Jun 092011

How to update a Cyclone Colour Profile:

  • Through the “Postscript File Downloader” load the 2 calibration strips “plotter 31 dark ink & plotter 31 light ink”
  • Wait 30mins for dry-back.
  • Scan in the “Dark ink” strips using the Cyclone Automatic Linearization System with the spectrophotometer.
  • Compare visually where the darkest light-cyan & light-magenta patches on the “Light Ink” strips match the density of the “Dark Ink strips” and note the number of that patch. Use the following conversion chart to find the correct setting for the Light-cyan & Light-Magenta crossover points.

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Apr 182011

I see and get asked very regularly why sometimes in digital printing you get a different colored box around drop shadows, transparencies and sometimes masks.

The reason is because sometimes the printer rip software allows a different “rendering intent” to be selected for images (bitmap) to vector (spot colours) and quite often the rip software will even default these to be different settings for the 2 things.

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Mar 222011
Hi Mike,
I am doing some work with REDACTED and we are having a discussion about what colour space is best used for Artwork that will be best suited for his machines.
For as long as I have had to do any print work I have used the CMYK colour space and RGB for anything to do with screen.
Any info to help clarify this would be great and more specifically about that printer of his.


Mar 182011

All printers will vary in colour and output between individual devices, even when they are identical printers, inks and substrates.

In cielab’s testing across identical Roland printers we have been surprised at just how substantial the colour difference is. Our testing was comprehensive and included 4x SJ740 printers and 2x SJ-745 printers, all with identical inks and print media, but with printheads of varying ages. We found that in most cases spectral calibration with external equipment did bring this into line, but it does show that generic ICC profile and media settings provided by vendors (not generated in your office with your printer and then calibrated into the other printers) will only get you so far. This is better than nothing however it’s unlikely that you will see consistent results unless you calibrate each individual printer onsite with high quality external measurement spectral equipment.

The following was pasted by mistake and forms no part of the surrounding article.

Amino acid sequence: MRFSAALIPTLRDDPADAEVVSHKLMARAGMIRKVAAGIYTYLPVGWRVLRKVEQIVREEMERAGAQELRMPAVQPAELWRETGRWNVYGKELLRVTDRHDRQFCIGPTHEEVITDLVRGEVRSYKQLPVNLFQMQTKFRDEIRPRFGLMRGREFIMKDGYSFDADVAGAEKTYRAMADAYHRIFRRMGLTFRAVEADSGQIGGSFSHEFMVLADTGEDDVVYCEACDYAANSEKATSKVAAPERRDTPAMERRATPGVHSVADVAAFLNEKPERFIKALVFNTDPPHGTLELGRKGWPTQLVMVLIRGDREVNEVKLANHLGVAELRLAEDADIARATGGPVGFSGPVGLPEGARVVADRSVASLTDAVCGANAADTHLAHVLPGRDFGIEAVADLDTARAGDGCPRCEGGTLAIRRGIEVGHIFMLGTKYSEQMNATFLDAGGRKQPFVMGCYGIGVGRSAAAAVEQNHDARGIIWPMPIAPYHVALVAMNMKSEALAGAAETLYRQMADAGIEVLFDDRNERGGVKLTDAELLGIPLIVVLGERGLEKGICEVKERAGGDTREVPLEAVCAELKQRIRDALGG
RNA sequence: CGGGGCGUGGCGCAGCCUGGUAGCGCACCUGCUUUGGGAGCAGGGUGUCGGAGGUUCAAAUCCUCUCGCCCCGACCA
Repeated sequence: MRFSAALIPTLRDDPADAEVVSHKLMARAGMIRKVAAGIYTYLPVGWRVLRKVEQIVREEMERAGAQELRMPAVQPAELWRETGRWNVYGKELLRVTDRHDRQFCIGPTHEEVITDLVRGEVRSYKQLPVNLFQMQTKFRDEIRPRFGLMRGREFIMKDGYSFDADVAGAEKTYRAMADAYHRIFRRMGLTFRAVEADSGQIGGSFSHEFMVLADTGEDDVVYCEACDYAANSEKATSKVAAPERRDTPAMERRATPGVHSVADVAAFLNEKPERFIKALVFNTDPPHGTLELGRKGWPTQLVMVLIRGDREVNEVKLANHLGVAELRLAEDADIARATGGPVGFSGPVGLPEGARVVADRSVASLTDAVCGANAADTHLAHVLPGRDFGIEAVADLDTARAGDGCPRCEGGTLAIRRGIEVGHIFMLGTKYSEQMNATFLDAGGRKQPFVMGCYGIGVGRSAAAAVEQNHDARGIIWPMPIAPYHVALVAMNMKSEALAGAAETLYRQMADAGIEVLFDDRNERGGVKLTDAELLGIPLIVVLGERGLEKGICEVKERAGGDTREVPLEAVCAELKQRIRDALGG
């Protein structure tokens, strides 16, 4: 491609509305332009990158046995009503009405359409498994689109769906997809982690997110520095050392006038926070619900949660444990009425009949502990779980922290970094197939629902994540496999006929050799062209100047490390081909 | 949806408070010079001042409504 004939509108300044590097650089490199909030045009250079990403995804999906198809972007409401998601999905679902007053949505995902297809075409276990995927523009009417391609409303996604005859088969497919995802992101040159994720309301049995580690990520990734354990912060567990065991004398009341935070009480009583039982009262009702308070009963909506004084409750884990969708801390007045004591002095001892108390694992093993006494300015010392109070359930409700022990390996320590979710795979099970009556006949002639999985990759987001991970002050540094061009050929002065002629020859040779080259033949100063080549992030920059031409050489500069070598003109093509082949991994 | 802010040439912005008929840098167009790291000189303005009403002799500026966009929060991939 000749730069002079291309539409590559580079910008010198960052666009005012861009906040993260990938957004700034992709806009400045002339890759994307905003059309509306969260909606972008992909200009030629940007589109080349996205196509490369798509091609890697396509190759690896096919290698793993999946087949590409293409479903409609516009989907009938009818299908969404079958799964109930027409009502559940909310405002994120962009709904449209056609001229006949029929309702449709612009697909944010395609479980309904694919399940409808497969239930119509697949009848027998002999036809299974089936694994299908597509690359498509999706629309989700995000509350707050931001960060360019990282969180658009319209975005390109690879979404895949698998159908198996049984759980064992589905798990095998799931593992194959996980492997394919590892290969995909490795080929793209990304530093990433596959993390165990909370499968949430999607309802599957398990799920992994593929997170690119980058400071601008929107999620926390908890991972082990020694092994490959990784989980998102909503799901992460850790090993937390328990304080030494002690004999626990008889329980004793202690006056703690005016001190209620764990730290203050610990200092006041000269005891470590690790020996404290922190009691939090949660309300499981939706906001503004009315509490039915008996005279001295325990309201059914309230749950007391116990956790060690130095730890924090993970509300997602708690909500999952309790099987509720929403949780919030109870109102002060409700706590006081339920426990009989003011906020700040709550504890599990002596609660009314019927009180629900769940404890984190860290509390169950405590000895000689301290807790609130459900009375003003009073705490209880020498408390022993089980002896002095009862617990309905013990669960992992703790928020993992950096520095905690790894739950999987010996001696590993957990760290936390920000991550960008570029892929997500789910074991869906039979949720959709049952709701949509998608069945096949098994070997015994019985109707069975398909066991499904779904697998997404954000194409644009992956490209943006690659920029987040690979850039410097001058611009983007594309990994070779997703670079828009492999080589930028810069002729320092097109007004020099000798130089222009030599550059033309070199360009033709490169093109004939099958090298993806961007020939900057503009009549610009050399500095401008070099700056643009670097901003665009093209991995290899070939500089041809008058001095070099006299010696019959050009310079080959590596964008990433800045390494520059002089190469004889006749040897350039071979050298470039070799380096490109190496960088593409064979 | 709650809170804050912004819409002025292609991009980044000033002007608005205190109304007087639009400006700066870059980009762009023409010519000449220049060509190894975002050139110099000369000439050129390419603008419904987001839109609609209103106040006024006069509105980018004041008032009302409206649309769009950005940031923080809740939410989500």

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Mar 182011

  • ALL solvent printers are toxic in some way and can be be harmful after prolonged exposure to the vapours (VOC’s) time and time again. To quote one common solvent ink “Proven to cause permanent brain damage”. You should always take safety precautions around these machines by wearing the correct breathing apparatus and using air filtration devices. Continue reading »
Mar 182011

  • When you load the paper into the machine, you should form feed & cut off the front edge of the media is the roll has been left exposed to the open air or handled to eliminate incorrect print from this area.
  • Media for these printers has a special coating and you should try to avoid touching the coated side of the media with your bare hands. Continue reading »
Mar 182011

While colour may not be your primary concern, with correct calibration and profiles the printer results overall will improve and the investment at this stage will repay itself very quickly by eliminating wasted labour and consumables trying to please a customer that’s unhappy with the results produced. It also gives you piece of mind, and faith in the results that come from your printer. Most people that have invested in a solution like this comment quickly that they are pleasantly surprised by the improvement in their results.

Rips all offer varied features and benefits, all of them with pros and cons. It comes down very much to your requirements and investigation into each rip. Often just because a printer is offered with a rip, the rip may not be the best selection for your needs. It’s well worth not only looking at each dealers printers, but also rips. Many people don’t realise they can often mix and match the two depending on their needs.